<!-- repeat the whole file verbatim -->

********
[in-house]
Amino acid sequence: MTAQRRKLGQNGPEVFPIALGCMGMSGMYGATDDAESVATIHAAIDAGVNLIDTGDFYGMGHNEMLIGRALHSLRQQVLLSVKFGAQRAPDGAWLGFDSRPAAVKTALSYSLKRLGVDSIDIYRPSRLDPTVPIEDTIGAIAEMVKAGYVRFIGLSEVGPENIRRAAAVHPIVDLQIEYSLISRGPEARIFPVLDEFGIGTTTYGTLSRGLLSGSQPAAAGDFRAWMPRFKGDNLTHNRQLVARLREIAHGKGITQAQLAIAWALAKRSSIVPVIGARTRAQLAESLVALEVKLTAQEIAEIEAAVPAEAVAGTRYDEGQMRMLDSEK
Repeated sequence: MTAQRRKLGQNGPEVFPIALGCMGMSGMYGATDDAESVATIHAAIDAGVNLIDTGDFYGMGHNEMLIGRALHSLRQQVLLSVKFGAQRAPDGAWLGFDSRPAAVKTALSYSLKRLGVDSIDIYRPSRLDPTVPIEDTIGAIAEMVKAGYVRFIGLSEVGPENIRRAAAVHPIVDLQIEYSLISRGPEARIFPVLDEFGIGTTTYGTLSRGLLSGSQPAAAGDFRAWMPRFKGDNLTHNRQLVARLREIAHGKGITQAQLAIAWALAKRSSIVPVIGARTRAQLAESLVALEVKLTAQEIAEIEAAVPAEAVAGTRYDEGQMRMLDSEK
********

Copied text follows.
[in-house]
Amino acid sequence: MTAQRRKLGQNGPEVFPIALGCMGMSGMYGATDDAESVATIHAAIDAGVNLIDTGDFYGMGHNEMLIGRALHSLRQQVLLSVKFGAQRAPDGAWLGFDSRPAAVKTALSYSLKRLGVDSIDIYRPSRLDPTVPIEDTIGAIAEMVKAGYVRFIGLSEVGPENIRRAAAVHPIVDLQIEYSLISRGPEARIFPVLDEFGIGTTTYGTLSRGLLSGSQPAAAGDFRAWMPRFKGDNLTHNRQLVARLREIAHGKGITQAQLAIAWALAKRSSIVPVIGARTRAQLAESLVALEVKLTAQEIAEIEAAVPAEAVAGTRYDEGQMRMLDSEK
Repeated sequence: MTAQRRKLGQNGPEVFPIALGCMGMSGMYGATDDAESVATIHAAIDAGVNLIDTGDFYGMGHNEMLIGRALHSLRQQVLLSVKFGAQRAPDGAWLGFDSRPAAVKTALSYSLKRLGVDSIDIYRPSRLDPTVPIEDTIGAIAEMVKAGYVRFIGLSEVGPENIRRAAAVHPIVDLQIEYSLISRGPEARIFPVLDEFGIGTTTYGTLSRGLLSGSQPAAAGDFRAWMPRFKGDNLTHNRQLVARLREIAHGKGITQAQLAIAWALAKRSSIVPVIGARTRAQLAESLVALEVKLTAQEIAEIEAAVPAEAVAGTRYDEGQMRMLDSEK